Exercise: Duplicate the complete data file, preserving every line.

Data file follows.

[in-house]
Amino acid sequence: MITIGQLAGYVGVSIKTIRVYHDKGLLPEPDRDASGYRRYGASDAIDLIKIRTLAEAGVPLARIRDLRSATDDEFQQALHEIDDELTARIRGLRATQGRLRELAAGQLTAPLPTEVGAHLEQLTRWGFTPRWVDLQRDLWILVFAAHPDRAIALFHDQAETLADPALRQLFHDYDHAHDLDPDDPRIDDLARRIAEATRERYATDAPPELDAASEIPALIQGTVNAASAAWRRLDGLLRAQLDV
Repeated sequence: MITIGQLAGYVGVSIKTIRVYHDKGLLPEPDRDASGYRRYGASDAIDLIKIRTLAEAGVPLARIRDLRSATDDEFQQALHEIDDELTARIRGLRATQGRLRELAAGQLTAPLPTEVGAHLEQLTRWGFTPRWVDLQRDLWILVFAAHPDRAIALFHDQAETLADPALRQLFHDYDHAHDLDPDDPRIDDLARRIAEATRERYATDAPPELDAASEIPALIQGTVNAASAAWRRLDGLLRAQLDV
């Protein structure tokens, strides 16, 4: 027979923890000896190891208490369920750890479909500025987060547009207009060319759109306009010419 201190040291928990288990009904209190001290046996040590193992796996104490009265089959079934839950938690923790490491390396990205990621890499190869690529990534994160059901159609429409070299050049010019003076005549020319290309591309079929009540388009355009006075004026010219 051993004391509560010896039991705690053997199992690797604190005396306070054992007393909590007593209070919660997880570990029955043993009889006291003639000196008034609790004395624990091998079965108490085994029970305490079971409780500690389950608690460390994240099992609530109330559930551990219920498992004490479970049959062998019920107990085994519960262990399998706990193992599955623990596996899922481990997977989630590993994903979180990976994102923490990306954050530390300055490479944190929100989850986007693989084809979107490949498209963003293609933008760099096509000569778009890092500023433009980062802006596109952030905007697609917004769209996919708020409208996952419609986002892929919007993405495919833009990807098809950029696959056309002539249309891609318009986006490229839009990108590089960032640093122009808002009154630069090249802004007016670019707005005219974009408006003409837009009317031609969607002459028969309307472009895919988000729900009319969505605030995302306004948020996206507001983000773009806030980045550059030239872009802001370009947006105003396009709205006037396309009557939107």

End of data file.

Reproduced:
[in-house]
Amino acid sequence: MITIGQLAGYVGVSIKTIRVYHDKGLLPEPDRDASGYRRYGASDAIDLIKIRTLAEAGVPLARIRDLRSATDDEFQQALHEIDDELTARIRGLRATQGRLRELAAGQLTAPLPTEVGAHLEQLTRWGFTPRWVDLQRDLWILVFAAHPDRAIALFHDQAETLADPALRQLFHDYDHAHDLDPDDPRIDDLARRIAEATRERYATDAPPELDAASEIPALIQGTVNAASAAWRRLDGLLRAQLDV
Repeated sequence: MITIGQLAGYVGVSIKTIRVYHDKGLLPEPDRDASGYRRYGASDAIDLIKIRTLAEAGVPLARIRDLRSATDDEFQQALHEIDDELTARIRGLRATQGRLRELAAGQLTAPLPTEVGAHLEQLTRWGFTPRWVDLQRDLWILVFAAHPDRAIALFHDQAETLADPALRQLFHDYDHAHDLDPDDPRIDDLARRIAEATRERYATDAPPELDAASEIPALIQGTVNAASAAWRRLDGLLRAQLDV
């Protein structure tokens, strides 16, 4: 027979923890000896190891208490369920750890479909500025987060547009207009060319759109306009010419 201190040291928990288990009904209190001290046996040590193992796996104490009265089959079934839950938690923790490491390396990205990621890499190869690529990534994160059901159609429409070299050049010019003076005549020319290309591309079929009540388009355009006075004026010219 051993004391509560010896039991705690053997199992690797604190005396306070054992007393909590007593209070919660997880570990029955043993009889006291003639000196008034609790004395624990091998079965108490085994029970305490079971409780500690389950608690460390994240099992609530109330559930551990219920498992004490479970049959062998019920107990085994519960262990399998706990193992599955623990596996899922481990997977989630590993994903979180990976994102923490990306954050530390300055490479944190929100989850986007693989084809979107490949498209963003293609933008760099096509000569778009890092500023433009980062802006596109952030905007697609917004769209996919708020409208996952419609986002892929919007993405495919833009990807098809950029696959056309002539249309891609318009986006490229839009990108590089960032640093122009808002009154630069090249802004007016670019707005005219974009408006003409837009009317031609969607002459028969309307472009895919988000729900009319969505605030995302306004948020996206507001983000773009806030980045550059030239872009802001370009947006105003396009709205006037396309009557939107």